lunes, 10 de junio de 2013

Horticulture Discotech: LED Grow Lights Power Sustainable Farming

ORIGINAL: Ecoimagination / PlantLab
Laurie Stark
Oct 26 2011

TEDxBrainport 2012 - Gertjan Meeuws - Indoor farming, Plant Paradise
08/06/2012

TEDxBrainport 2012 - Making the Future

Gertjan Meeuws is a pretty stubborn Dutch horticultural engineer, convinced that the way we are producing our food today, won't be a sustainable solution for feeding the world of tomorrow. Born in The Netherlands in 1962, he finished the University of Applied Sciences in -Hertogenbosch in 1983. Ever since, he has been involved in improving the performances of crops by combining his plant physiological knowledge with developing mathematical models and disrupting insights. Gertjan says we are using too much land, too much water, too much pesticides and too much transportation to deliver fresh food. He is managing partner of PlantLab, where he and his partners are not looking for improving the existing supply chain, but for creating a totally new and better one, based on their invention: Plant Paradise.



Food - Can we feed the world?
About TEDxBrainport 2012 - Making the Future
There are many challenges in the world today. Hunger and disease continue to affect large parts of the developing world. Financial instability is halting progress in developed countries. We're running out of resources and changing the natural world in ways we don't totally understand. How can we make a better future? Discover the next big bordering-on-crazy ideas for humanity at TEDxBrainport 2012. 

Photography by Gemma Burgio

What if we could grow fruits and vegetables in half the time with no pesticides or hormones and use 90 percent less water to do it? 
What if we could grow those fruits and vegetables anywhere in the world, during any season?

A Netherlands-based company called PlantLab believes we can.

Apples from Chile, asparagus from Peruan average of six to 12 percent of every dollar we spend on food goes to transportation costs.

Traditionally, most agriculture has been limited to large swaths of land with rich soil, controllable pests, and a predictable climate, but even under optimum conditions traditional methods of agriculture drain our water supply, require intensive resources, and produce a crop dependent on an undependable climate. PlantLab believes it might be time to start thinking outside the farm.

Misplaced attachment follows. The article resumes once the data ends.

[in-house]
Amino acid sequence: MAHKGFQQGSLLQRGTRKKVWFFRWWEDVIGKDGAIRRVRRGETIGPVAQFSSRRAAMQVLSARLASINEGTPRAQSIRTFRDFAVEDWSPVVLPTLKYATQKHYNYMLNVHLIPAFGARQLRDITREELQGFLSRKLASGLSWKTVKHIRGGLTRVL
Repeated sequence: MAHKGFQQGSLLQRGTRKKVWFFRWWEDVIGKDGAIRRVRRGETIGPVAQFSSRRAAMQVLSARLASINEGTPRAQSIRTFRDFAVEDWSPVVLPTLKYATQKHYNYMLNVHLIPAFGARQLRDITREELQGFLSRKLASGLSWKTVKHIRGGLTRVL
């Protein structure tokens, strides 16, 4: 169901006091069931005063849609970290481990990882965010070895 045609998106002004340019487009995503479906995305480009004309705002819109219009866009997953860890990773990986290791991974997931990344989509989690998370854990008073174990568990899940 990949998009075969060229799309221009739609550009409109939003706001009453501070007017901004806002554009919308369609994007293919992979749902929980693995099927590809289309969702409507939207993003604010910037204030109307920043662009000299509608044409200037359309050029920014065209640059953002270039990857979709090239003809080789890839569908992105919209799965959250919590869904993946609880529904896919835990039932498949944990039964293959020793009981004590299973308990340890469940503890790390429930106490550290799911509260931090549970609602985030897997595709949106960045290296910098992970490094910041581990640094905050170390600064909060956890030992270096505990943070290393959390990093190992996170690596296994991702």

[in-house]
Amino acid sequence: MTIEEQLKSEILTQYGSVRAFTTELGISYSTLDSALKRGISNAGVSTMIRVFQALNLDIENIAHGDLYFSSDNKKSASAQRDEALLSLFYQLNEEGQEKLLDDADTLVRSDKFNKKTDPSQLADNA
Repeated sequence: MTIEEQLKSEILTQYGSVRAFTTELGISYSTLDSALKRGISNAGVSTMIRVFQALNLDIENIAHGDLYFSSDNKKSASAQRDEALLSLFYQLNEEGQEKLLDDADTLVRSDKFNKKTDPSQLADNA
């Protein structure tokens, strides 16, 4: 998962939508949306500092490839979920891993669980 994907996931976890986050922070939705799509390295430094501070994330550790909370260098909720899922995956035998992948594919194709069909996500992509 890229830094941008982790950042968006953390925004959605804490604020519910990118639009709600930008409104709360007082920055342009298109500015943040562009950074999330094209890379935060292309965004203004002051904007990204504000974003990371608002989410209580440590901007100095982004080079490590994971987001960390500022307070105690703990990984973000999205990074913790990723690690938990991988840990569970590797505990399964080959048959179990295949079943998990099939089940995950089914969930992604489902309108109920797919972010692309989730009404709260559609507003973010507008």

The big idea
In order to keep a planet that’s worth living on, we have to change our methods,” says PlantLab’s Gertjan Meeuws in an interview with the Associated Press.

The methods PlantLab is suggesting are revolutionary. The company grows plants indoors, vertically stacking acres upon acres of plants. They use LED lamps to grow the plants and water them with a slow trickle that drains through the soil and is collected and reused. The neon pink light of the lamps make the space look more like a nightclub than an indoor farm.

Computers capture over 160,000 reports per second to determine the exact amount, cycle, and color spectrum of light that’s optimal for the plant, as well as water, so that no resource is wasted and the plant is neither undernourished nor overexposed.

It would be wonderful if in 50 years’ time everyone in the world had decent food.

Plants convert light from the sun into energy through the process of photosynthesis, but plants only need some parts of the sun’s color spectrum. Blue and red LEDs can provide just the light a plant needs, making the process more efficient and growing a stronger, healthier plant.

A bright future
LEDs and climate-controlled indoor farms not only use less energy, less water, and less space than traditional agriculture; they also reduce the unpredictability of our food supply. Indoor farms aren’t at the mercy of droughts, torrential rains, unexpected frosts, and pests. They reduce the danger of food shortages and waste.

The vision for urban agriculture is simple—farms below grocery stores, farms above schools, city skyscrapers filled with fruits and vegetables instead of copy machines. The vision is fresh, local food grown and transported with minimal resources, no matter where in the world you live.

John van Gemert
, a PlantLab engineer, says his dream for the company is to empower communities to produce their own food all over the world. “It would be wonderful if in 50 years’ time everyone in the world had decent food.




Laurie Stark is a writer based in Madison, WI. You can find her writing on Your Ill-fitting Overcoat and in Isthmus, Madison’s alt weekly.

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